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By Jason Brooks  |  Posted 2006-10-27 Email Print this article Print
 
 
 
 
 
 
 


We turned next to performing a clean install of Vista. We installed Build 5600, the RC1 release of Vista, on the ThinkPad that we had upgraded. We transferred files and settings to this system from an identically configured Windows XP-powered Lenovo T41. As with the clean installs weve performed with builds 5536 and 5568, RC1 took about 30 minutes to install. After wed finished the install process, we checked Windows Update. As with our XP-to-Vista upgrade, we found four updates available for our T41—new drivers for our video and wireless adapters, a ThinkPad power management driver and updated signatures for Windows Defender.
OEMs reveal their Vista upgrade plans. Click here to read more.
After applying the updates, we set out to transfer files and settings from the Windows XP machine. We launched the Windows Easy Transfer application, copied a small migration application to a USB key and ran that application on our Windows XP machine. Both machines were connected to the same network, and we instructed the transfer application to connect the two machines directly over the network. The transfer application prompted us to create new users on our destination machine to receive the user-specific settings from our host Windows XP system. We had to create new passwords for these users once we returned to our clean-installed Vista box.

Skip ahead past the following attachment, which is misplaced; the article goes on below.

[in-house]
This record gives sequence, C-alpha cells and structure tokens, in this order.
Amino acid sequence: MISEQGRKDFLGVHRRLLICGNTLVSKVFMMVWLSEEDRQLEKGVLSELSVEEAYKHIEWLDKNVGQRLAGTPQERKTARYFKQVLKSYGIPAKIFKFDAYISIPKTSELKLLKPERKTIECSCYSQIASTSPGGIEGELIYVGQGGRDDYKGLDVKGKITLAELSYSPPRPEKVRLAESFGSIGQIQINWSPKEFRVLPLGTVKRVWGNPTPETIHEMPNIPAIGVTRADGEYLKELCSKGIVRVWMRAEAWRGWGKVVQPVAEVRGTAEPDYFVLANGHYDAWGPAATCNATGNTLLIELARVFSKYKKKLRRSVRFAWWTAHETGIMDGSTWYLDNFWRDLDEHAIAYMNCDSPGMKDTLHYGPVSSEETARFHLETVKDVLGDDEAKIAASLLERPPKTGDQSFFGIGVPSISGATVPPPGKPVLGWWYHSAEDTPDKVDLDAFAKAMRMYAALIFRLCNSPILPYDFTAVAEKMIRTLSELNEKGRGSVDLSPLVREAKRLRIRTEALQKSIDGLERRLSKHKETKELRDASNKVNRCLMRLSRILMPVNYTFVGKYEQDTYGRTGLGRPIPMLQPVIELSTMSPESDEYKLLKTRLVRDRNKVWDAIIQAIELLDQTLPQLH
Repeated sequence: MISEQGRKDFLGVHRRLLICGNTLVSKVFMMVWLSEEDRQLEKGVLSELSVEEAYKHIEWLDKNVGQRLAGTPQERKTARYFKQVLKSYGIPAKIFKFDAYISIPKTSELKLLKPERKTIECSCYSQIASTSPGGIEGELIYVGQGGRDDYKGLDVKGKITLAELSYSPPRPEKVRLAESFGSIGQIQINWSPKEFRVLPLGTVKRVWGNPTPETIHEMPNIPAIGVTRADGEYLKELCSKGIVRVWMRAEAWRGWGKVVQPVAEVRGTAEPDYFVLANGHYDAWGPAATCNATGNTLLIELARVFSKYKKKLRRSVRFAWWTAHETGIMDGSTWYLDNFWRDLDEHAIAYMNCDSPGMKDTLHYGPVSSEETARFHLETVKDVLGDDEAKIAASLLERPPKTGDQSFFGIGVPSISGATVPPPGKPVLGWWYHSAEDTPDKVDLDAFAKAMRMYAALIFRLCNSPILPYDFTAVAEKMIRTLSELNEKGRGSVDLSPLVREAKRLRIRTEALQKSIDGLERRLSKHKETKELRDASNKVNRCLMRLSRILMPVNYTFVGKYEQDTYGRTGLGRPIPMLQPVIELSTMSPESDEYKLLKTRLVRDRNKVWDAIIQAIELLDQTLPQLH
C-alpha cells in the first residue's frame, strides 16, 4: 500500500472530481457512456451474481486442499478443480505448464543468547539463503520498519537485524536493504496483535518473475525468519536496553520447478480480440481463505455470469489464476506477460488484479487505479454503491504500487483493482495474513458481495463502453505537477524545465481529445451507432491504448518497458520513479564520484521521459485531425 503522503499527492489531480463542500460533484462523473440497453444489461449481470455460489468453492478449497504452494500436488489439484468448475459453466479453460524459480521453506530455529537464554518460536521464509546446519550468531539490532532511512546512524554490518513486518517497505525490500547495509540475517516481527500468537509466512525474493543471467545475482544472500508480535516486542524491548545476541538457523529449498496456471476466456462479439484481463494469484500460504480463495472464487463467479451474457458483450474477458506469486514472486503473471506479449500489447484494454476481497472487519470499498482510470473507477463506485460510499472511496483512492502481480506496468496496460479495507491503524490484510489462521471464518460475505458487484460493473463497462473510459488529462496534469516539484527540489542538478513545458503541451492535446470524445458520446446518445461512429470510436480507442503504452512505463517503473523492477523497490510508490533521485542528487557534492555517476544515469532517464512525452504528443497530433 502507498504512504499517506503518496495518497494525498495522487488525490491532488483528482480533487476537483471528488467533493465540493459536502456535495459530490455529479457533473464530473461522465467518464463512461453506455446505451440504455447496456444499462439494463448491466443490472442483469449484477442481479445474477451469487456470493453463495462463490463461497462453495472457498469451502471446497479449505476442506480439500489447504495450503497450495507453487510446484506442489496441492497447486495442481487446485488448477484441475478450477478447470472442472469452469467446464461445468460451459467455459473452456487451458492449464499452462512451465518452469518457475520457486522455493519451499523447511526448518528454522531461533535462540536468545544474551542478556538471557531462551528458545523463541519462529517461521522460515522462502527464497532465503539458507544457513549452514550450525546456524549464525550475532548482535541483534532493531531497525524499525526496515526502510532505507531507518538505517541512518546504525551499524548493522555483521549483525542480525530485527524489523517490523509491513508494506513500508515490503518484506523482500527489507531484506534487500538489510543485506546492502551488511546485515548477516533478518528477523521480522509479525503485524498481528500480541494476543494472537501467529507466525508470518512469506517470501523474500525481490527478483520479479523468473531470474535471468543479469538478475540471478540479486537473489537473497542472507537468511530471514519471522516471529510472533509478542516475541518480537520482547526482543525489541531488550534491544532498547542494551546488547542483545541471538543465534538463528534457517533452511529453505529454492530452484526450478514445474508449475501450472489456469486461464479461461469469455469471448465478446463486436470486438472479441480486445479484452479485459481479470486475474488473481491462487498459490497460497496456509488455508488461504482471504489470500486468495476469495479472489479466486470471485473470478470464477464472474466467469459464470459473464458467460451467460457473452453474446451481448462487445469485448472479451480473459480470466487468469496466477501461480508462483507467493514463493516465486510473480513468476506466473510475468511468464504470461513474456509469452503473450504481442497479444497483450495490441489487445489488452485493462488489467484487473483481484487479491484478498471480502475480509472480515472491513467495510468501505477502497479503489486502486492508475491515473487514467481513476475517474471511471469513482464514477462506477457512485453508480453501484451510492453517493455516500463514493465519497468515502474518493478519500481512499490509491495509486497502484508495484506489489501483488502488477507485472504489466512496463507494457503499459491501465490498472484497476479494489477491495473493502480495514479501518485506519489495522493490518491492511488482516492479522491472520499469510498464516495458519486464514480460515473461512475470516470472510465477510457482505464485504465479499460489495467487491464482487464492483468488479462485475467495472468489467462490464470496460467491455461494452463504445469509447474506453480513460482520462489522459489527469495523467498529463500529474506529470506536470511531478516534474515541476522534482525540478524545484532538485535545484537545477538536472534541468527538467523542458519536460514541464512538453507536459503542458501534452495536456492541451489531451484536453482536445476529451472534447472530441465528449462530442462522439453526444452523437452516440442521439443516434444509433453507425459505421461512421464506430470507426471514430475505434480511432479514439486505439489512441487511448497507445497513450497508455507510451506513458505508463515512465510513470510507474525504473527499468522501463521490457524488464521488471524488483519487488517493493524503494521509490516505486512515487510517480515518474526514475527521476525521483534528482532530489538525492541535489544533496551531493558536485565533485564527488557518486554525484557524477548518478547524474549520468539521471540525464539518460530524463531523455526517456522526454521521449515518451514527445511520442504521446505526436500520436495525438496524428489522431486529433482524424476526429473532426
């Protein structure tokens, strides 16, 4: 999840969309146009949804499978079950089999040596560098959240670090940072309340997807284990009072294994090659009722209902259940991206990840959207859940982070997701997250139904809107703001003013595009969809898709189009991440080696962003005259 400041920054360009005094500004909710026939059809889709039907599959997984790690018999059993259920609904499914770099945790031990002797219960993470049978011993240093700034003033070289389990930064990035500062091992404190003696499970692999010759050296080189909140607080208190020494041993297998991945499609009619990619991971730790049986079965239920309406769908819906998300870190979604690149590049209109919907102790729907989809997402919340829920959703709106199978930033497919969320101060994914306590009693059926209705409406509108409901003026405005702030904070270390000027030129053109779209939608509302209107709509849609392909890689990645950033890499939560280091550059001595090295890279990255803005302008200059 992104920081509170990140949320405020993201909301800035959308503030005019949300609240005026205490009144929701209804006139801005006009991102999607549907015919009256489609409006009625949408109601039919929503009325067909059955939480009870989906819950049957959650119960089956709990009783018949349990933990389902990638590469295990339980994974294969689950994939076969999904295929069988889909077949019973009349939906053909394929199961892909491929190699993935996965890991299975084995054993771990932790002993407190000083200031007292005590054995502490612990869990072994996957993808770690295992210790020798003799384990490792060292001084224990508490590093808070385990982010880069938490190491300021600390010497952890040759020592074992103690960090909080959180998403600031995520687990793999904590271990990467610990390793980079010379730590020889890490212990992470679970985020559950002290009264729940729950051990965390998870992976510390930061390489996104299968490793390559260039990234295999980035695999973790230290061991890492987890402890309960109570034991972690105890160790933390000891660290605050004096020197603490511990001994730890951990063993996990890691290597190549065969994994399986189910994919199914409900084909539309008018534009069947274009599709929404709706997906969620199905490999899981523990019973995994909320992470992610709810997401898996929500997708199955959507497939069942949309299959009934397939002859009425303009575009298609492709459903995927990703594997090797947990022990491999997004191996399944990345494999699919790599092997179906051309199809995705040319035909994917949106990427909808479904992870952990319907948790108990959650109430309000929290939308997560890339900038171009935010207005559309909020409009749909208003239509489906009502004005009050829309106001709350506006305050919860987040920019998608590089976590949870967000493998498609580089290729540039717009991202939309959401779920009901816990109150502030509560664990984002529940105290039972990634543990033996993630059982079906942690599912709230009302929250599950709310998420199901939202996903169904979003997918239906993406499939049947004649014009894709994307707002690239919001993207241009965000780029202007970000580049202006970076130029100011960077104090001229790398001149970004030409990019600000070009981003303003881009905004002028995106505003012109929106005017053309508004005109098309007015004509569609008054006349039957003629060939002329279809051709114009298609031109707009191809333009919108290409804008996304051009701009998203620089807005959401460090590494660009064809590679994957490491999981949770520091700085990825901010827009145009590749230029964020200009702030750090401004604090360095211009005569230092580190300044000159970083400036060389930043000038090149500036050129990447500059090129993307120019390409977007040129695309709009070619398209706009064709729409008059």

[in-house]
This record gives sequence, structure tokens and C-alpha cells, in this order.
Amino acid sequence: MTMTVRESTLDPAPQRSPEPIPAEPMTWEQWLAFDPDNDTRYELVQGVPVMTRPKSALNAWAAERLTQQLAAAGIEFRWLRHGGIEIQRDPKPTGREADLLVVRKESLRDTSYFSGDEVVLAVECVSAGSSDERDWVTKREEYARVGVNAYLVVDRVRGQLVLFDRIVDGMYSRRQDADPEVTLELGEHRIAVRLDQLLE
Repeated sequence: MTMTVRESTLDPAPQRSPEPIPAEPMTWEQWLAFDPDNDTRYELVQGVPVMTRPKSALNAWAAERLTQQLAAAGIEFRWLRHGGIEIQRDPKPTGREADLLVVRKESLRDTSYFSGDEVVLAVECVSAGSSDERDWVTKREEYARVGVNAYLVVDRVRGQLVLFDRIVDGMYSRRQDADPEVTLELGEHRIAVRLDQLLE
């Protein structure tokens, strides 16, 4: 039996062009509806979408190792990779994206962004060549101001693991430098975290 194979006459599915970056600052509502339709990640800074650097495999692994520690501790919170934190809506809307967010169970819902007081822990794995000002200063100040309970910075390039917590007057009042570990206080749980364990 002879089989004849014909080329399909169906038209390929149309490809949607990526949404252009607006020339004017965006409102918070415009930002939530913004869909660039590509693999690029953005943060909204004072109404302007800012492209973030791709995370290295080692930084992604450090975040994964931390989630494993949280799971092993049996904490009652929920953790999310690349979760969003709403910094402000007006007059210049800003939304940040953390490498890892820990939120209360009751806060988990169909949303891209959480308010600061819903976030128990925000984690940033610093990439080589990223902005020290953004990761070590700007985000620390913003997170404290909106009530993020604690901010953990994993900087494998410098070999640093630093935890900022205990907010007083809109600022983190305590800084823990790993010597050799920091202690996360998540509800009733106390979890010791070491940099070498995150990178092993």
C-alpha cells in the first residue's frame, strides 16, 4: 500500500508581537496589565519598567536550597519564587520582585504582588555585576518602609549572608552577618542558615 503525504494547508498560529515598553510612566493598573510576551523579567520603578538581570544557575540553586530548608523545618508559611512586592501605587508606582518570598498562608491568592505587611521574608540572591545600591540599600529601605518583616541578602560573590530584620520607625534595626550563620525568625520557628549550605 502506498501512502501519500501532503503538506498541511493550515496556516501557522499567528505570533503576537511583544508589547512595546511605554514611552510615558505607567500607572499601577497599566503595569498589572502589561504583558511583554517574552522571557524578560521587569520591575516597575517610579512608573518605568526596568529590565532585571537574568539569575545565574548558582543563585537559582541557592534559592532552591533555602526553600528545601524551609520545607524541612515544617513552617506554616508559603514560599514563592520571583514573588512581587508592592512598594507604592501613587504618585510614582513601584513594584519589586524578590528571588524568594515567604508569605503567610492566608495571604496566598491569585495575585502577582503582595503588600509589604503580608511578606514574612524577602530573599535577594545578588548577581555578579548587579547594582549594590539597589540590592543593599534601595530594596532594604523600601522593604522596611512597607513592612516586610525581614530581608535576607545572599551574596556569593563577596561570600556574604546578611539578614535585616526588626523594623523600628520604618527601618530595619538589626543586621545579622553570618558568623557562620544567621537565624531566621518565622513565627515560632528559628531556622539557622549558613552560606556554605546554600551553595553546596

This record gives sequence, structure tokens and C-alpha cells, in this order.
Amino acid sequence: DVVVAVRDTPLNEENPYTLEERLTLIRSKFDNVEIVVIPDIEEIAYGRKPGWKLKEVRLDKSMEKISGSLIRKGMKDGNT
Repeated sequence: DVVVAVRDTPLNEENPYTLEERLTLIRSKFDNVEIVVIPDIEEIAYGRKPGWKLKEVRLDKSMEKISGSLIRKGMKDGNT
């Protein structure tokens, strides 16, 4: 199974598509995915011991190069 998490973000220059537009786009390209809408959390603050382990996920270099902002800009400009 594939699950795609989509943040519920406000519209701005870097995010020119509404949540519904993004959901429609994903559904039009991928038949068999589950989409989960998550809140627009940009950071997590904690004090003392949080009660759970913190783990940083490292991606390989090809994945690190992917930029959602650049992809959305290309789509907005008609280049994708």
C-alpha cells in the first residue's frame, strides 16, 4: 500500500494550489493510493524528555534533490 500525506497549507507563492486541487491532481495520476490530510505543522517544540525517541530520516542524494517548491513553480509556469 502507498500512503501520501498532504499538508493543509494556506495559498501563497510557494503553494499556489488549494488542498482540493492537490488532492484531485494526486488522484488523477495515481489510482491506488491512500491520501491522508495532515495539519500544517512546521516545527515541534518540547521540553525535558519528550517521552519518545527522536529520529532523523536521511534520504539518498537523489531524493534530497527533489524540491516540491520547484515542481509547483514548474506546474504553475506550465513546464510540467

The version of Windows Easy Transfer that ships with Vista RC1 does not transfer applications. Microsoft officials have said that the final version of this utility will offer this feature. Advanced Technologies Analyst Jason Brooks can be reached at jason_brooks@ziffdavis.com. Check out eWEEK.coms for Microsoft and Windows news, views and analysis.


 
 
 
 
As Editor in Chief of eWEEK Labs, Jason Brooks manages the Labs team and is responsible for eWEEK's print edition. Brooks joined eWEEK in 1999, and has covered wireless networking, office productivity suites, mobile devices, Windows, virtualization, and desktops and notebooks. JasonÔÇÖs coverage is currently focused on Linux and Unix operating systems, open-source software and licensing, cloud computing and Software as a Service. Follow Jason on Twitter at jasonbrooks, or reach him by email at jbrooks@eweek.com.
 
 
 
 
 
 
 

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